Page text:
THEN: Louis Rowe’s row of storefronts at the southwest corner of First Ave. (then still named Front Street) and Bell Street appear in both the 1884 Sanborn real estate map and the city’s 1884 birdseye sketch. Most likely this view dates from 1888-89. (Courtesy: Ron Edge)

THEN: Werner Lenggenhager's recording of the old St. Vinnie's on Lake Union's southwest shore in the 1950s should remind a few readers of the joys that once were theirs while searching and picking in that exceedingly irregular place.

THEN: The scene looks north through a skyline of steeples toward the Cascade neighborhood and Lake Union, ca. 1923.

THEN: Steel beams clutter a freshly regraded Second Avenue during the 1907 construction of the Moore Theatre. The view looks north toward Virginia Street.


THEN: Thanks again and again to Lawton Gowey for another contribution to this feature, this ca. 1917 look into a fresh Denny Regrade and nearly new “office-factory” at 1921 Fifth Avenue.  (Courtesy, Lawton Gowey.)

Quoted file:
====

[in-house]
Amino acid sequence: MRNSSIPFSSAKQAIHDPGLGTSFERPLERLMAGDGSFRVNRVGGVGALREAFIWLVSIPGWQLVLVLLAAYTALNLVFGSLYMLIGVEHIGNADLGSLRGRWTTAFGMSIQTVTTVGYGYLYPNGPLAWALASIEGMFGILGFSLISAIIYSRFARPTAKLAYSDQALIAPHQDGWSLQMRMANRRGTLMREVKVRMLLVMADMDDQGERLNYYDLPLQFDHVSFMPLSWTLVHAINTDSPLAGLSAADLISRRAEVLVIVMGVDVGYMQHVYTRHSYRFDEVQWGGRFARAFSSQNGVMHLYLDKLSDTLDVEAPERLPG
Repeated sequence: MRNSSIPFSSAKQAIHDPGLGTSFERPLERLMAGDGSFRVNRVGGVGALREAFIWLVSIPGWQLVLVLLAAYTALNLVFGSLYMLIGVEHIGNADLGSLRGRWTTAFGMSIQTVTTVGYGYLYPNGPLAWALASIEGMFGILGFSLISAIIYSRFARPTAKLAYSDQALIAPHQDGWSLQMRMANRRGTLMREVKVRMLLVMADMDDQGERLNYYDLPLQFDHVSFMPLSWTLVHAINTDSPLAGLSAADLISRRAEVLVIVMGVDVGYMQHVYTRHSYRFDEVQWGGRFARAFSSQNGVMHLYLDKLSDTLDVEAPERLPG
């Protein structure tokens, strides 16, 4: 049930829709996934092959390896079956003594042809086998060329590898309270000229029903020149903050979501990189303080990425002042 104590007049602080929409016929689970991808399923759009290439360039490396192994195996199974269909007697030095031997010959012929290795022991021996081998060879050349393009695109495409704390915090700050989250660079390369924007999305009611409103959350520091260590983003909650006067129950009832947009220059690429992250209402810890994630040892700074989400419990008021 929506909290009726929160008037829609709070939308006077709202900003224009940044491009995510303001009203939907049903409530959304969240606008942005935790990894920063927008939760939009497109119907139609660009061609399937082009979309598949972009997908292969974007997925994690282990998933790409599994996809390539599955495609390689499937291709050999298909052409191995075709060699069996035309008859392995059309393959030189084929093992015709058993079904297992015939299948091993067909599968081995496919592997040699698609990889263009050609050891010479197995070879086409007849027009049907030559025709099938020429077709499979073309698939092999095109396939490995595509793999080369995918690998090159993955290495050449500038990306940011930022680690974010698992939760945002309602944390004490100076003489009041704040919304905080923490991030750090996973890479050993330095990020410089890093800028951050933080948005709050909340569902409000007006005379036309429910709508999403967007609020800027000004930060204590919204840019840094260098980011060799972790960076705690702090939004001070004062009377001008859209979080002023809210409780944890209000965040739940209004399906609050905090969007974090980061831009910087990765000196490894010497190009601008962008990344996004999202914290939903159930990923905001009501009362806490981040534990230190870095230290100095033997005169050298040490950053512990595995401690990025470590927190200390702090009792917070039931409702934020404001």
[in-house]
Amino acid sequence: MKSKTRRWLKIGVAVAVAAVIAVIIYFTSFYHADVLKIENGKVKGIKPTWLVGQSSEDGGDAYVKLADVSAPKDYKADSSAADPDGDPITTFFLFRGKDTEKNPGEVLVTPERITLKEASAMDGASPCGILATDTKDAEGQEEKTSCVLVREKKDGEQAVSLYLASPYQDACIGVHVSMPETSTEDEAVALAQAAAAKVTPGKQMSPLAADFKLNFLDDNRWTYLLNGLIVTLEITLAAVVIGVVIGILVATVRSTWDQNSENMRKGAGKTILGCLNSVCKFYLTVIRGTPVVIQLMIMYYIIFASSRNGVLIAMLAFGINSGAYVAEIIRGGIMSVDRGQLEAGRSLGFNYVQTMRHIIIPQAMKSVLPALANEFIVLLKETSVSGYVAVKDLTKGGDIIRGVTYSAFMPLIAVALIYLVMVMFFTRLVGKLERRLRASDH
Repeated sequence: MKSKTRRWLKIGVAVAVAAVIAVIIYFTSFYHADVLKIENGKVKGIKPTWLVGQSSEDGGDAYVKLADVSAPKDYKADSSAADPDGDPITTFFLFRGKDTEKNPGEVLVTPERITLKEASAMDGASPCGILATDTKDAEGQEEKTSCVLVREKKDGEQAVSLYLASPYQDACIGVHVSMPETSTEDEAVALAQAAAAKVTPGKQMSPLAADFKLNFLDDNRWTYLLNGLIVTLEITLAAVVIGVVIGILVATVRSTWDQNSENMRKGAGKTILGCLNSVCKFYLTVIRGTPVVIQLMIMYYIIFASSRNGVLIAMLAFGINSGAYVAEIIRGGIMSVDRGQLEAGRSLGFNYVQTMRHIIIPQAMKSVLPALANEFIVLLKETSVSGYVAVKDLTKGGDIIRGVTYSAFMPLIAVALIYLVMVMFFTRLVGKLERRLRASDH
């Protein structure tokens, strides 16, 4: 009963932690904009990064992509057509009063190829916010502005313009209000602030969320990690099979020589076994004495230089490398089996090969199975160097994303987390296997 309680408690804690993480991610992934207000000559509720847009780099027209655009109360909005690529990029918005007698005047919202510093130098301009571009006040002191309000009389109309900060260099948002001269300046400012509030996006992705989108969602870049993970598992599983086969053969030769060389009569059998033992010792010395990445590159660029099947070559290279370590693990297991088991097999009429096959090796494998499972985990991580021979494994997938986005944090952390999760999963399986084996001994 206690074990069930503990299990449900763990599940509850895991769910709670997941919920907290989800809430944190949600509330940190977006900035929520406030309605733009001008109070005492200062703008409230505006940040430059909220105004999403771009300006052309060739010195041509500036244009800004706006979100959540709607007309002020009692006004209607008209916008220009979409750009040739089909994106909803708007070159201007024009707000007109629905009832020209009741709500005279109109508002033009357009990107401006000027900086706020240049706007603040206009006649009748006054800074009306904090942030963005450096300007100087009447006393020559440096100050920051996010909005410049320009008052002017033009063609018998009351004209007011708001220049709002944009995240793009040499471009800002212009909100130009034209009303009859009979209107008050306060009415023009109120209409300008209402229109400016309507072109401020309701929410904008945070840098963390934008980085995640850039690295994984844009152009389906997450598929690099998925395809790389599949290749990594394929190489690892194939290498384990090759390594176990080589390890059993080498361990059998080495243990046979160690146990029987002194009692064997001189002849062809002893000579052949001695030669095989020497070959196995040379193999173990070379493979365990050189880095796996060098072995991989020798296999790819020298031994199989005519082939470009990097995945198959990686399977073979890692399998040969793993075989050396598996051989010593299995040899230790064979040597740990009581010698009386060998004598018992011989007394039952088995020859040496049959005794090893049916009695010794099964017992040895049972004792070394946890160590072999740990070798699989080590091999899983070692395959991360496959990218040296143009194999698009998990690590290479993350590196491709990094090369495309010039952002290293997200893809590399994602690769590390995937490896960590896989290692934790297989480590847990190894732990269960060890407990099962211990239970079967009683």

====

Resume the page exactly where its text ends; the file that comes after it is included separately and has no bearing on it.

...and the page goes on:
THEN:The early evening dazzle of the Roosevelt Theatre at 515 Pike Street, probably in 1941. (Courtesy Lawton Gowey)

THEN: With the stone federal post office at its shoulder – to the left – and the mostly brick Cobb Building behind, the tiled Pantages Theatre at Third Ave. and University Street gave a glow to the block.  (Courtesy Lawton Gowey)

Great railroad signs, theatre signs and ranks of neon were still the greatest contributors to night light at 4th and Westlake in 1949. (Photo by Robert Bradley compliment of Lawton and Jean Gowey)


THEN: Looking east on Pike Street from Fifth Avenue early in the twentieth century. (Courtesy, Museum of History and Industry)